When it comes to floor mats, they should have a slip-resistant rubber backing to keep them from sliding around on the floor. Look for a label from the National Floor Safety Institute (NFSI) on the back of the mat that certifies that the mat has been tested by the NFSI to ensure a high level of slip resistance. The edges of floor mats with a thickness greater than 14 inches should be beveled to prevent potential tripping hazards. To ensure easy visibility, the slope of the bevel should not be greater than 1:2 and the color of the bevel should contrast with the color of the floor.
What is the best location for floor mats? The most obvious location for a floor mat is near the entrances and exits of your building, as these are the areas that receive the most foot traffic. Mats are also required in areas where the floors are susceptible to becoming wet, such as drink dispensers, ice machines, sinks, and dishwashing stations.
Logo mats are a viable option for reducing the risk of slip and fall exposures, but proper maintenance is required. Floor mats must be cleaned regularly to ensure that dirt and moisture are removed from the mats and that the mats continue to function properly. Mats that are worn, damaged, or have curling edges increase the likelihood of tripping and should be replaced as soon as possible.
It makes no difference whether you own the floor mats or if you rent them from service. Slip and fall exposures at your facility can be reduced by using the proper type of floor mats, keeping them in good condition, and keeping them properly maintained. Keep in mind that being inexpensive does not always equate to being effective. For more information on the size and number of mats, you will require to protect your employees and customers, contact your local floor mat company. Then determine whether it is more cost-effective to own or rent the rugs.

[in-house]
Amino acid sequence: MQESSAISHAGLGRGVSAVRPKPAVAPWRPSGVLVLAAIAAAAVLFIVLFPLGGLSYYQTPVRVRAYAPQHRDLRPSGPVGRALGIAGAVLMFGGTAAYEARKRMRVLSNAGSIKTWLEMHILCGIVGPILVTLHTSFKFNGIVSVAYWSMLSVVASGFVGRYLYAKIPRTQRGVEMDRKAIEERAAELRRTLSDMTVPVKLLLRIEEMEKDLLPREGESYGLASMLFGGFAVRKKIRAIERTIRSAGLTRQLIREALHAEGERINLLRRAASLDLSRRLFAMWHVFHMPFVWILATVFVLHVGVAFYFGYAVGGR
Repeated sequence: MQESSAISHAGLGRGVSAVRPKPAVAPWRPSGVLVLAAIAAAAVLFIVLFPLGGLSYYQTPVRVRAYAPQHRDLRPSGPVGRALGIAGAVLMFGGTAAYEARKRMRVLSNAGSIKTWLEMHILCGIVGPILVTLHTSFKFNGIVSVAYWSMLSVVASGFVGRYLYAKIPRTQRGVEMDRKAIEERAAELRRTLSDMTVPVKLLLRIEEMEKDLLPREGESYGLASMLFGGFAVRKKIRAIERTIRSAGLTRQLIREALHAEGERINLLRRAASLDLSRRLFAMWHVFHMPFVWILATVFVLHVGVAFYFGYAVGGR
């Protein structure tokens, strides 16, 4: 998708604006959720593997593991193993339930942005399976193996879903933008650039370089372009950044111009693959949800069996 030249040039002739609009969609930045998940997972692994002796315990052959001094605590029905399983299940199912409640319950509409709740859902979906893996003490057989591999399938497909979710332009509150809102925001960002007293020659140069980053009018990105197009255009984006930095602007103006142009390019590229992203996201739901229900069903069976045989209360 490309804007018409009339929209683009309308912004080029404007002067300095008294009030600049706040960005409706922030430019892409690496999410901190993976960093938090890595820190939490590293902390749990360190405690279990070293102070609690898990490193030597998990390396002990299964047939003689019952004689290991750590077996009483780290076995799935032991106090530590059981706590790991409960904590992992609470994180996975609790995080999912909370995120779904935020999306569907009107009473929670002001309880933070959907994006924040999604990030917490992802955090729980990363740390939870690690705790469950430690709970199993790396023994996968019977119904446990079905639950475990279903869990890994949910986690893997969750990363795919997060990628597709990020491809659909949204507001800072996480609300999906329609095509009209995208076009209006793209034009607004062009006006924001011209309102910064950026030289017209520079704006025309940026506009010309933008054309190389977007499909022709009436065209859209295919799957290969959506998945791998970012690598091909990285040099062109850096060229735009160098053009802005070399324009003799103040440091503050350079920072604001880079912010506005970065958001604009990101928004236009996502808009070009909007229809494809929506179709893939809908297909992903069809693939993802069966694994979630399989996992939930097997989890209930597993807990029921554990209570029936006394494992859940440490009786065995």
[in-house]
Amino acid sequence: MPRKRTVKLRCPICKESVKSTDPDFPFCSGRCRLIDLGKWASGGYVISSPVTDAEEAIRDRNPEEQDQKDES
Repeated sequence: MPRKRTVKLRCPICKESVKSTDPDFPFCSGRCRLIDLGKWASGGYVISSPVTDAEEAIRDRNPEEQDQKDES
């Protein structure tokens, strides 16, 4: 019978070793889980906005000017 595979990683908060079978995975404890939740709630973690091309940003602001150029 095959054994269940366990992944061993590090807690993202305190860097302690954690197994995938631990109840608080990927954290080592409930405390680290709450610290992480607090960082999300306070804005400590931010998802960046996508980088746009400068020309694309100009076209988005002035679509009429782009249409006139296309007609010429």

Don’t miss our video training session, “Slips, Trips, and Falls Risk Management: Floor Mats,” for more information on the importance of floor mats in preventing workplace slips, trips, and falls.
What steps can managers take to ensure that mats do not become a trip hazard?
This is an extremely serious issue. While most standard rubber-backed carpeted floor mats do a reasonable job of reducing slips and falls, they frequently increase the risk of trips and falls as well. This is because they ripple and bunch up after use, as a result of the fatigue of laundering, and as they grow older.
The purchase of the appropriate product and the appropriate amount of matting for the job can help managers avoid mats becoming a trip hazard. Managers will see a quicker return on investment if they invest in the correct mat up front, as a higher quality product saves money in the long run. Edging is also an important component of matting because it helps to ensure a smooth transition from the floor to the mat. Simply lying on the floor, thicker mats without proper edging can cause a trip and fall accident.
The weight of the mat, as well as its crush resistance and absorption, should be considered when selecting one. Furthermore, they must be on the lookout for curled edges and buckles. If this occurs, the machine must be taken out of service and replaced with another one. At all times, the mat should be completely flat on the floor. It is recommended that you clean and vacuum your mat regularly to get the most out of it. The proper storage of your mat will also help to extend the life of the mat. Never store a mat in an upright position. Curling or deformation of the edges will result as a result of this.
Maintain the matting to ensure that it is clean and dry enough to perform its function properly. Make certain that mats are laid out flat, with no wrinkles or curled edges, and that they are securely fastened in place. Transitions from one type of flooring or matting to another should be level or within the ADA compliance guidelines.
The most important thing is to manage the mats effectively. Maintaining and monitoring mats while paying close attention to mat movement issues, saturated wet mats, soiled mats, edges that are torn or curled, and other potential trip or slip hazards can help prevent trip and slip accidents. It is critical to act quickly and replace any mats that are showing signs of wear.
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